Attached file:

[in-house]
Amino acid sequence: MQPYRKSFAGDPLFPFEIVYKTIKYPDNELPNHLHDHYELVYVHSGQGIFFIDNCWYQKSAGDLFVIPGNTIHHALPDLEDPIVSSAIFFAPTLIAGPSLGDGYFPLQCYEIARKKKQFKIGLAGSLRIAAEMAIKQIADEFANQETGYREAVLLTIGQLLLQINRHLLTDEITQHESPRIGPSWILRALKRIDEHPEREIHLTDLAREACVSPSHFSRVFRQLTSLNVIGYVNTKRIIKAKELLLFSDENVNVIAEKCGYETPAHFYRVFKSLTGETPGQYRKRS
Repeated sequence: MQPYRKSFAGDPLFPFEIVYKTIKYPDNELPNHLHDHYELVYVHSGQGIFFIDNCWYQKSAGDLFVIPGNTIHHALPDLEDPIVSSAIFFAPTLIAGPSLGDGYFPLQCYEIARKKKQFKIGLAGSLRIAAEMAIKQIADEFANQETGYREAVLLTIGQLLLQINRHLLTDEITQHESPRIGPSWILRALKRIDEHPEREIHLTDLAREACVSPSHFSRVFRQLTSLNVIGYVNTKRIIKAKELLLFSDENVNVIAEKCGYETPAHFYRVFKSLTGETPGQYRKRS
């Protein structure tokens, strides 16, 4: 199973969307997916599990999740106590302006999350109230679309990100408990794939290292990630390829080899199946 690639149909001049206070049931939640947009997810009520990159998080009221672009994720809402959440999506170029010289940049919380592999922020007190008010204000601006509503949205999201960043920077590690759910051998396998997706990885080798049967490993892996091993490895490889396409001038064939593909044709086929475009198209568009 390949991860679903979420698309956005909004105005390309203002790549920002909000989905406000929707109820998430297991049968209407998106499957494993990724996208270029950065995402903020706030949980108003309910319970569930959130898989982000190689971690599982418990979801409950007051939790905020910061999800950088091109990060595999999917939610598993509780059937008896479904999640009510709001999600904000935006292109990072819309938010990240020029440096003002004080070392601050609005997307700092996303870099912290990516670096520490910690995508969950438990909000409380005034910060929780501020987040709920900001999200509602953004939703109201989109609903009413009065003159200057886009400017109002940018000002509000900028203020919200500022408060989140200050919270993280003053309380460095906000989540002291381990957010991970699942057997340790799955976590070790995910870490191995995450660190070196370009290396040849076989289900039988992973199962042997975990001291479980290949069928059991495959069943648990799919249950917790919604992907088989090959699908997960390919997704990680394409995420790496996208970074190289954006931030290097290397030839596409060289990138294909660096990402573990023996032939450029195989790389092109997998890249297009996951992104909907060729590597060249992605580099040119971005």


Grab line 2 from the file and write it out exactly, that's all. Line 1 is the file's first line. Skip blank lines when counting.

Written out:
Amino acid sequence: MQPYRKSFAGDPLFPFEIVYKTIKYPDNELPNHLHDHYELVYVHSGQGIFFIDNCWYQKSAGDLFVIPGNTIHHALPDLEDPIVSSAIFFAPTLIAGPSLGDGYFPLQCYEIARKKKQFKIGLAGSLRIAAEMAIKQIADEFANQETGYREAVLLTIGQLLLQINRHLLTDEITQHESPRIGPSWILRALKRIDEHPEREIHLTDLAREACVSPSHFSRVFRQLTSLNVIGYVNTKRIIKAKELLLFSDENVNVIAEKCGYETPAHFYRVFKSLTGETPGQYRKRS